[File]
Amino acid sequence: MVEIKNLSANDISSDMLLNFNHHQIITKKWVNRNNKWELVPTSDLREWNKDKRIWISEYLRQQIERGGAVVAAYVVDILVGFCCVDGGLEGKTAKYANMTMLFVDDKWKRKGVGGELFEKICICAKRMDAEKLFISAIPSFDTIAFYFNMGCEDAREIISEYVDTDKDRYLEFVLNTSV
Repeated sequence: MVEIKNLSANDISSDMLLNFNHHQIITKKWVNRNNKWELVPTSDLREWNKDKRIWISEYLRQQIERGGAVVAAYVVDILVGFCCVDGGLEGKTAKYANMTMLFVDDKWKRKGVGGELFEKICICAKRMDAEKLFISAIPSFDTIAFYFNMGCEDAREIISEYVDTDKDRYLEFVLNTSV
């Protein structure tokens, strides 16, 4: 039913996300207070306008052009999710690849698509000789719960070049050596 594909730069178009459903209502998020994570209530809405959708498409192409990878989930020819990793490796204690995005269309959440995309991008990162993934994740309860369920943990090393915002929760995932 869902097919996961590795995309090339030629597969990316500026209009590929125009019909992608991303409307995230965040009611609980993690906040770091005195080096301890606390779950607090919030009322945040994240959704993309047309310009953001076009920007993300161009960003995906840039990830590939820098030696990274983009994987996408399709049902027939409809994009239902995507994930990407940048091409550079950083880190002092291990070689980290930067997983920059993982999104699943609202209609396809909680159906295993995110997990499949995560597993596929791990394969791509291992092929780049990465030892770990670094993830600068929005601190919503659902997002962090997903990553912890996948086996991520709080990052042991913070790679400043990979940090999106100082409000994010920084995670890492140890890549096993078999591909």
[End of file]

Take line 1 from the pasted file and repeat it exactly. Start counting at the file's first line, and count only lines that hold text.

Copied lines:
Amino acid sequence: MVEIKNLSANDISSDMLLNFNHHQIITKKWVNRNNKWELVPTSDLREWNKDKRIWISEYLRQQIERGGAVVAAYVVDILVGFCCVDGGLEGKTAKYANMTMLFVDDKWKRKGVGGELFEKICICAKRMDAEKLFISAIPSFDTIAFYFNMGCEDAREIISEYVDTDKDRYLEFVLNTSV